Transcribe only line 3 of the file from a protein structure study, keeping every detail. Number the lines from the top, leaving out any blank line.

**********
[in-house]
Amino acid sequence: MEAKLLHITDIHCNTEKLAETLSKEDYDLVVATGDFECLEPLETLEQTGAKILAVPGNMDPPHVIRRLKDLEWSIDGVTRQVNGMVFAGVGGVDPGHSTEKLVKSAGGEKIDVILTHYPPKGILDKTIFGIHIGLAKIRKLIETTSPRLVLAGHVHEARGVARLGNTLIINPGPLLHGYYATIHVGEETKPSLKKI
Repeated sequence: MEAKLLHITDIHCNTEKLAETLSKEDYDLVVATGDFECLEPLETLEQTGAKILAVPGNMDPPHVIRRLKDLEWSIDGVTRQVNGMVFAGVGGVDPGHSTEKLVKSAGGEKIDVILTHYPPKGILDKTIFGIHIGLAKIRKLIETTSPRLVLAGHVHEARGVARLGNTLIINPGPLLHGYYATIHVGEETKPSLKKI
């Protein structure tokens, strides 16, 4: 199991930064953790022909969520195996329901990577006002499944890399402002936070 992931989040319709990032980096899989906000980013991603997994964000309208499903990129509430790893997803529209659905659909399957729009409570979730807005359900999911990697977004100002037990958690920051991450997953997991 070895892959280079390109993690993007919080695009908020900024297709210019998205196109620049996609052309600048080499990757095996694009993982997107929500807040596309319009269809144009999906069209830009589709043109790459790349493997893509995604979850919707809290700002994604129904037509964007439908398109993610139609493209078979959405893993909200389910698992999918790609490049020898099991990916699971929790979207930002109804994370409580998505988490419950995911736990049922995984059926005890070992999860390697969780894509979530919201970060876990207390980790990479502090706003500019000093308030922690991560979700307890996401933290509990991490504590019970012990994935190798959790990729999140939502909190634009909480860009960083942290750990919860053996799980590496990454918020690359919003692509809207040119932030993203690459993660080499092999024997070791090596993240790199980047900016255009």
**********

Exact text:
Repeated sequence: MEAKLLHITDIHCNTEKLAETLSKEDYDLVVATGDFECLEPLETLEQTGAKILAVPGNMDPPHVIRRLKDLEWSIDGVTRQVNGMVFAGVGGVDPGHSTEKLVKSAGGEKIDVILTHYPPKGILDKTIFGIHIGLAKIRKLIETTSPRLVLAGHVHEARGVARLGNTLIINPGPLLHGYYATIHVGEETKPSLKKI